To keep your cavies comfortable, make sure to keep the area they’re in within 65-75° degrees Fahrenheit (24° C).
Don’t overcompensate by switching from cold to overly high temperatures.
Hot temperatures can cause damage, too, and you’ll want to avoid close heat sources or direct sunlight.
While most vibrating, purring, and shaking in guinea pigs is a method of communication, it can represent something more serious.
Aside from temporary environmental conditions like the cold, shaking might indicate an underlying health condition.
If you’re worried, pay attention to other signs of illness.
Common signs of illness in cavies include:
- Decreased appetite
- Decreased drinking with access to water
- Weight loss
- Hair loss
- Discharge from eyes
These are just a few of the most common signs of illness to watch out for.
Check out our helpful information on guinea pig hair loss and if it comes back.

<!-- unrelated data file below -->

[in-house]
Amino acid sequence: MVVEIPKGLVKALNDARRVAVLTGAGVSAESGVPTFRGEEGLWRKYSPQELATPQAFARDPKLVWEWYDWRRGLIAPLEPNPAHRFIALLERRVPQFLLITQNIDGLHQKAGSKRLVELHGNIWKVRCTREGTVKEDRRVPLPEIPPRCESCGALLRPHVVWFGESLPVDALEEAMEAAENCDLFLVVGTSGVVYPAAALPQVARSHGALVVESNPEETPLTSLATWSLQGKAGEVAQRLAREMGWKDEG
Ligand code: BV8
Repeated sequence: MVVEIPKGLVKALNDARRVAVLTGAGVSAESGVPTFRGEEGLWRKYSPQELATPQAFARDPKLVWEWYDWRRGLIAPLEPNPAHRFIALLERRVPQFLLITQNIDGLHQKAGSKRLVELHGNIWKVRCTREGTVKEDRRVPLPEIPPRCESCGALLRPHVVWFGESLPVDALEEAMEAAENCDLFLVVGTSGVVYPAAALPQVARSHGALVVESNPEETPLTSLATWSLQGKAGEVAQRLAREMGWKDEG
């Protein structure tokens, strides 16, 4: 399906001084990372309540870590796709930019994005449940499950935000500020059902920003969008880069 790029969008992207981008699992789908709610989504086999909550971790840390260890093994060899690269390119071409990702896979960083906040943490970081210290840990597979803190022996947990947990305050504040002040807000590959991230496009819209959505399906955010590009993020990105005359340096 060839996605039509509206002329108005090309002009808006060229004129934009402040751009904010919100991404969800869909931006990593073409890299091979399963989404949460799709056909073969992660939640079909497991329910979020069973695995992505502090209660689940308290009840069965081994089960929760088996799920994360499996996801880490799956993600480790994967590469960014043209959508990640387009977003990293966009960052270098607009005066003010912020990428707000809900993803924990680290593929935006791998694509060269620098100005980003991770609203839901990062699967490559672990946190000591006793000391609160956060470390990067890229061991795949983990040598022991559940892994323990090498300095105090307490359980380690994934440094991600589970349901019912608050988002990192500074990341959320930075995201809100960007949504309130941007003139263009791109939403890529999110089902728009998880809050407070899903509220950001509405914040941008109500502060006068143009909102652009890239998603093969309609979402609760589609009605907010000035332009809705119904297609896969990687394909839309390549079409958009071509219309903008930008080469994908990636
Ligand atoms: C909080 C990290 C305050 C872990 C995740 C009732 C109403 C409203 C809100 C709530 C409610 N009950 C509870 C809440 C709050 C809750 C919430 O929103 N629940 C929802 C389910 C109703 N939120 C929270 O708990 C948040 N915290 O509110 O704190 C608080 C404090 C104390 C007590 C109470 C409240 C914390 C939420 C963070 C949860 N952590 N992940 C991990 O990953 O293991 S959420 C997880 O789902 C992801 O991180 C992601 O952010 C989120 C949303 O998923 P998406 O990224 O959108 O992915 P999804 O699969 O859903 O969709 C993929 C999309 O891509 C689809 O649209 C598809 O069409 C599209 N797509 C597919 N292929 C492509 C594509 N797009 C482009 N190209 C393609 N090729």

In general, look for any signs your pets have sudden and alarming changes in behavior or appetite, indicating a problem.
If you notice violent shaking or seizing in your pet, it’s best to see a vet.
They can offer your pet a full examination and determine the exact cause of the shaking and whether it’s concerning or not.
In general, it’s good to get any ongoing shaking you aren’t sure about checked out by a vet.
Why Is My Guinea Pig Shaking and Not Moving?
If you notice your cavy is shaking but not doing much else, it’s a scary scene!
After all, these animals are timid, but they love to stay on the move and socialize.
This is why it’s so alarming when a guinea pig starts shaking and stops moving as well.
Pain with movement is usually an initial concern for conditions like arthritis or disease.